Research to date, in both menopausal women and animals, has shown that once ovulation ceases significant changes to the composition of gut bacteria occurs.
Curcumin (the active component of Turmeric) has been shown in previous studies to demonstrate weight-gain prevention effects in menopausal rats. An interesting study by a research team from the China Academy of Chinese Medical Sciences looked at how the possible changes in gut bacteria induced by curcumin might be involved.
The study showed that rats fed curcumin for 12 weeks after undergoing removal of their ovaries (ovariectomy) showed a greater gut microbiome diversity than those administered just distilled water indicating that curcumin may help to reverse the decreases in gut bacteria once ovulation ceases.
The study observed a group of rats which had received an ovariectomy (OVX) but were fed the distilled water and it showed they had a reduced gut bacterial diversity compared to a control group which underwent a sham operation (SHAM). However the group of rats that had an ovariectomy but were fed curcumin (CUR) displayed significantly different numbers of 7 species of gut bacteria.
First author of the study, Dr Zhiguo Zhang wrote:
"Estrogen deficiency induced by ovariectomy caused changes in the distribution and structure of intestinal microflora in rats, and curcumin could partially reverse changes in the diversity of gut microbiota."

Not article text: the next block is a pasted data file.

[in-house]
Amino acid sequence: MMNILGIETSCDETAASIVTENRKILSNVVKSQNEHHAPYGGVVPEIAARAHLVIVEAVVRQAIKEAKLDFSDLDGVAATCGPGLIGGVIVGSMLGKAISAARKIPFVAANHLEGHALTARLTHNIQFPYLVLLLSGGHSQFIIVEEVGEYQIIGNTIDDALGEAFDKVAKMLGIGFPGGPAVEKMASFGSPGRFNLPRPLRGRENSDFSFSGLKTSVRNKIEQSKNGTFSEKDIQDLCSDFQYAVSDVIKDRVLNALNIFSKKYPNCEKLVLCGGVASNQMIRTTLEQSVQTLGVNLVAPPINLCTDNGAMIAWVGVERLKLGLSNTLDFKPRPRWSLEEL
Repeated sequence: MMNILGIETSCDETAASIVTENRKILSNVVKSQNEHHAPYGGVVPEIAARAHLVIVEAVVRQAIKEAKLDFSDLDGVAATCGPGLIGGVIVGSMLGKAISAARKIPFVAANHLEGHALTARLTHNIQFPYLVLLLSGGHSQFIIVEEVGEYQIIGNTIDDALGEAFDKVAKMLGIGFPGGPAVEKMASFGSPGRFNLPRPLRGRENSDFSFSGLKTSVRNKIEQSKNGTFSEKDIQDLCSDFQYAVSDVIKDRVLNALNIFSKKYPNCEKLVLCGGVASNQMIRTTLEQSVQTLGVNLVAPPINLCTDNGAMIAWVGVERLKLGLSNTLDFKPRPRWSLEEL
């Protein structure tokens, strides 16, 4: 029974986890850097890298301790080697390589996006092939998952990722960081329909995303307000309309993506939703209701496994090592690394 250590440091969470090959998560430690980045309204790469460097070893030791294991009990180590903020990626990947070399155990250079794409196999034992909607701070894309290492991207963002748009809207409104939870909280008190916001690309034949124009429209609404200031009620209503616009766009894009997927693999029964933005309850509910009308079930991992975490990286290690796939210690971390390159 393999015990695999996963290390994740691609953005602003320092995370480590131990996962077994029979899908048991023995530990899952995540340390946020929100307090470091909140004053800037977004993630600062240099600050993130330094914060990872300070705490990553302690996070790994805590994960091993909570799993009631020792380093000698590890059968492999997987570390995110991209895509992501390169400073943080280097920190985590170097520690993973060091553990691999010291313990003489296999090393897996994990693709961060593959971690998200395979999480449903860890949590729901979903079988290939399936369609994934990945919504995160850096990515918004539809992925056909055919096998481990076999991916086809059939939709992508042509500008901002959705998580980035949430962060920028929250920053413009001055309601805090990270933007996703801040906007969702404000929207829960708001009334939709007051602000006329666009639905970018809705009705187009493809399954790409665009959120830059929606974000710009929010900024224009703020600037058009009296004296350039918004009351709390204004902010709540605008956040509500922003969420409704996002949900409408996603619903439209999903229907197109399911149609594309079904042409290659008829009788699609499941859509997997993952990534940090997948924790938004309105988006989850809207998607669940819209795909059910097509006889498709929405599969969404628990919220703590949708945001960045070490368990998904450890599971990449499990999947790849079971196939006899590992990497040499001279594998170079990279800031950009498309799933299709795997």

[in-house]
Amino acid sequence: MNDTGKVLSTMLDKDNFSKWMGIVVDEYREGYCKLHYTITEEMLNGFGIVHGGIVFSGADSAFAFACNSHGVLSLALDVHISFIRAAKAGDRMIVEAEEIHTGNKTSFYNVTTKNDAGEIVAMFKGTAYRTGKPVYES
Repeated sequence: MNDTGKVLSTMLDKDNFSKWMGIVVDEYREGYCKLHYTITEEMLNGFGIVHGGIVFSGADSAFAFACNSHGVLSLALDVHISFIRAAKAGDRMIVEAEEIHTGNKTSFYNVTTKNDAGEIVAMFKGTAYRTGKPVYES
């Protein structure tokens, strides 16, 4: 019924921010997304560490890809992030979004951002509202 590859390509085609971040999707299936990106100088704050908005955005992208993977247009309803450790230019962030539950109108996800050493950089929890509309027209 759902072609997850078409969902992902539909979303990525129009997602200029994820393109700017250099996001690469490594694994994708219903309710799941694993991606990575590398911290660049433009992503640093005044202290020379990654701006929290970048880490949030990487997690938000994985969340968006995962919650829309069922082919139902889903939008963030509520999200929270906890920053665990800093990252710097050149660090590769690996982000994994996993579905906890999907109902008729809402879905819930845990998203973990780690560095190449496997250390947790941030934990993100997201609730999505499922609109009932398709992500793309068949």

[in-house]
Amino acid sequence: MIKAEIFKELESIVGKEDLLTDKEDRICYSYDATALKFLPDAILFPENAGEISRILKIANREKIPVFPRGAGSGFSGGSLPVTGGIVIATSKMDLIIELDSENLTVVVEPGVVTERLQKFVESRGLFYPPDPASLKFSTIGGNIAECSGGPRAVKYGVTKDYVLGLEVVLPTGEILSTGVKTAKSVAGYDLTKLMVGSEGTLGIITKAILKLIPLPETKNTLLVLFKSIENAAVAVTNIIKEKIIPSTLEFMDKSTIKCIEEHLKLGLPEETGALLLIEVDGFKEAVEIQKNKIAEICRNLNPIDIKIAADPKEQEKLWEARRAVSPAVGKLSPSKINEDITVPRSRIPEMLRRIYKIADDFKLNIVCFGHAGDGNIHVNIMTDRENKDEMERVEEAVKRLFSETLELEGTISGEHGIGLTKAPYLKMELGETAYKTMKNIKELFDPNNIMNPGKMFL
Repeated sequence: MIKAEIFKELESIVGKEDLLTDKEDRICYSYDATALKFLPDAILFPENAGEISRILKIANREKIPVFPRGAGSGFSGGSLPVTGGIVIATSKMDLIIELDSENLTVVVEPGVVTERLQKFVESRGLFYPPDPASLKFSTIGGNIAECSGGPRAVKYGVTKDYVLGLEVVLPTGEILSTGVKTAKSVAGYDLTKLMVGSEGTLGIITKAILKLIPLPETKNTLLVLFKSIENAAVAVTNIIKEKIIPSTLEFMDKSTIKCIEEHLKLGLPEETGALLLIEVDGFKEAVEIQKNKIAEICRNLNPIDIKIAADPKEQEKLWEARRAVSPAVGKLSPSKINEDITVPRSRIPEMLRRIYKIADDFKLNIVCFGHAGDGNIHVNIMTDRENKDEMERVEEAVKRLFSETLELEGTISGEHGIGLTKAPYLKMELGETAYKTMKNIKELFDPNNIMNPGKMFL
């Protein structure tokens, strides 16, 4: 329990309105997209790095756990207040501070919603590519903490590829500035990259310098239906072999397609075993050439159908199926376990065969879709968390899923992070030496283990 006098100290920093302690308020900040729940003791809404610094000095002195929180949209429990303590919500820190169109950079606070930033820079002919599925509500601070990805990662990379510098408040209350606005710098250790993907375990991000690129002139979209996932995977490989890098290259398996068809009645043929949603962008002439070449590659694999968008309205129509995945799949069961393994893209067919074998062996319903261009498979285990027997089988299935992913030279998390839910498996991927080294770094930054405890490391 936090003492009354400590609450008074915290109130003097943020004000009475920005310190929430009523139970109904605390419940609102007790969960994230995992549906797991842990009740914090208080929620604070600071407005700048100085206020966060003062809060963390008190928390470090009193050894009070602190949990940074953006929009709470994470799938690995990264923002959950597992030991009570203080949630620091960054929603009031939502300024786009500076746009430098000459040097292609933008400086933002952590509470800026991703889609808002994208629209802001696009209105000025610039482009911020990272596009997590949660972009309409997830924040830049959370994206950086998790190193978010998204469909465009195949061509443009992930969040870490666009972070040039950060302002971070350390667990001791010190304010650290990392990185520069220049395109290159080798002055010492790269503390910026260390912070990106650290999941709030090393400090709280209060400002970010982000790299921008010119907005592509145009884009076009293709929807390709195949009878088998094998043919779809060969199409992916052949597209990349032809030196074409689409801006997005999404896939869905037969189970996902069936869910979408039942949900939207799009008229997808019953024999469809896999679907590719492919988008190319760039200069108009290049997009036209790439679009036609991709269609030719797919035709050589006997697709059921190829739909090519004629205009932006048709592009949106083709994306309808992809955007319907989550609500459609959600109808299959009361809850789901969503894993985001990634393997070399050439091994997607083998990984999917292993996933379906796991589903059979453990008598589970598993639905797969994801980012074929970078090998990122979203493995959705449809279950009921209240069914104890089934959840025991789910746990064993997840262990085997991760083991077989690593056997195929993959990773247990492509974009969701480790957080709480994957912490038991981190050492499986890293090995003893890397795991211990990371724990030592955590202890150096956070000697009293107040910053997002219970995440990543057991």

Curcumin shown to prevent weight gain
In support of previous studies, rates in the OVX group displayed significant weight gain compared with the SHAM group however curcumin supplementation prevented this weight gain in the CUR group.
The study we're writing about here is relatively small (just 18 subjects) which is, of course, a limitation of the research but if the results were to be replicated on a larger scale it may justify future intervention trials in humans which may in turn lead curcumin to be used a part of a therapy to prevent post-menopausal weight gain and maintain good health of the gut.
Two other potentially beneficial effects of curcumin
The study observed two other possible benefits of curcumin - the CUR group showed lower levels of Anaerotruncus, a stain of bacteria that has been linked to pre-natal stress and age related macular degeneration.
Researchers also found that curcumin reduced levels of Helicobacter pylori, a strain of bacteria responsible for stomach ulcers.